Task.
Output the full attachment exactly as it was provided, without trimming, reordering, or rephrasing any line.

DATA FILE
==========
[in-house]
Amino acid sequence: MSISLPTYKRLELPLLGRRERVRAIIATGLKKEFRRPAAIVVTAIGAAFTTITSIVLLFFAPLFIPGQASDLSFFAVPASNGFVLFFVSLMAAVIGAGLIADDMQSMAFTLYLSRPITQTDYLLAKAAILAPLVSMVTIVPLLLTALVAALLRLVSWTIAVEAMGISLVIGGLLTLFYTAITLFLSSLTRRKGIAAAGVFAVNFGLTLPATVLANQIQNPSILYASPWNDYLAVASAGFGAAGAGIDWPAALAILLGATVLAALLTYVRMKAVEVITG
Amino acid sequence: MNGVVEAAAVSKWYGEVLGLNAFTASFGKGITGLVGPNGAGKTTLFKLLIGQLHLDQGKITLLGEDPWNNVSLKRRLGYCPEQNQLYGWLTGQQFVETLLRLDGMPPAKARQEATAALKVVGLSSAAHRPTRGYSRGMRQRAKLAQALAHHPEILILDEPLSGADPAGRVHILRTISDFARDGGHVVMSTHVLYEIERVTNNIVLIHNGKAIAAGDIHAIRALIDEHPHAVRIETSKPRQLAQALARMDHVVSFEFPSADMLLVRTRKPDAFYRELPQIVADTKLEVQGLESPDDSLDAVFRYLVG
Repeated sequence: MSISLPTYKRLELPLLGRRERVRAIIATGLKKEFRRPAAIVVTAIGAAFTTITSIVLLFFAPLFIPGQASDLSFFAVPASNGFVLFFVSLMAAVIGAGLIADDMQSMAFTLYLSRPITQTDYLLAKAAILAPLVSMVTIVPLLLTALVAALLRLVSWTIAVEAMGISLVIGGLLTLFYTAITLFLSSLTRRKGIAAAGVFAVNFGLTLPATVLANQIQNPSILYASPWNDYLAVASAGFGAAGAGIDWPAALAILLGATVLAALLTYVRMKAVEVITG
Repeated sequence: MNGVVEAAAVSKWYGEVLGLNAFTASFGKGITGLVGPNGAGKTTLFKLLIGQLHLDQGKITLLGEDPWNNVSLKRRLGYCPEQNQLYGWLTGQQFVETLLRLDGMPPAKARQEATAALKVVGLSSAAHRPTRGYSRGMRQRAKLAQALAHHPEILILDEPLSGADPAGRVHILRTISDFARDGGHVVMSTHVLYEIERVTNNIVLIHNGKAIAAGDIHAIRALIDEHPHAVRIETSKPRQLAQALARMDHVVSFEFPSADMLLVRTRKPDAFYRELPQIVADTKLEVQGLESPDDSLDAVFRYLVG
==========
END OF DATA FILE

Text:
[in-house]
Amino acid sequence: MSISLPTYKRLELPLLGRRERVRAIIATGLKKEFRRPAAIVVTAIGAAFTTITSIVLLFFAPLFIPGQASDLSFFAVPASNGFVLFFVSLMAAVIGAGLIADDMQSMAFTLYLSRPITQTDYLLAKAAILAPLVSMVTIVPLLLTALVAALLRLVSWTIAVEAMGISLVIGGLLTLFYTAITLFLSSLTRRKGIAAAGVFAVNFGLTLPATVLANQIQNPSILYASPWNDYLAVASAGFGAAGAGIDWPAALAILLGATVLAALLTYVRMKAVEVITG
Amino acid sequence: MNGVVEAAAVSKWYGEVLGLNAFTASFGKGITGLVGPNGAGKTTLFKLLIGQLHLDQGKITLLGEDPWNNVSLKRRLGYCPEQNQLYGWLTGQQFVETLLRLDGMPPAKARQEATAALKVVGLSSAAHRPTRGYSRGMRQRAKLAQALAHHPEILILDEPLSGADPAGRVHILRTISDFARDGGHVVMSTHVLYEIERVTNNIVLIHNGKAIAAGDIHAIRALIDEHPHAVRIETSKPRQLAQALARMDHVVSFEFPSADMLLVRTRKPDAFYRELPQIVADTKLEVQGLESPDDSLDAVFRYLVG
Repeated sequence: MSISLPTYKRLELPLLGRRERVRAIIATGLKKEFRRPAAIVVTAIGAAFTTITSIVLLFFAPLFIPGQASDLSFFAVPASNGFVLFFVSLMAAVIGAGLIADDMQSMAFTLYLSRPITQTDYLLAKAAILAPLVSMVTIVPLLLTALVAALLRLVSWTIAVEAMGISLVIGGLLTLFYTAITLFLSSLTRRKGIAAAGVFAVNFGLTLPATVLANQIQNPSILYASPWNDYLAVASAGFGAAGAGIDWPAALAILLGATVLAALLTYVRMKAVEVITG
Repeated sequence: MNGVVEAAAVSKWYGEVLGLNAFTASFGKGITGLVGPNGAGKTTLFKLLIGQLHLDQGKITLLGEDPWNNVSLKRRLGYCPEQNQLYGWLTGQQFVETLLRLDGMPPAKARQEATAALKVVGLSSAAHRPTRGYSRGMRQRAKLAQALAHHPEILILDEPLSGADPAGRVHILRTISDFARDGGHVVMSTHVLYEIERVTNNIVLIHNGKAIAAGDIHAIRALIDEHPHAVRIETSKPRQLAQALARMDHVVSFEFPSADMLLVRTRKPDAFYRELPQIVADTKLEVQGLESPDDSLDAVFRYLVG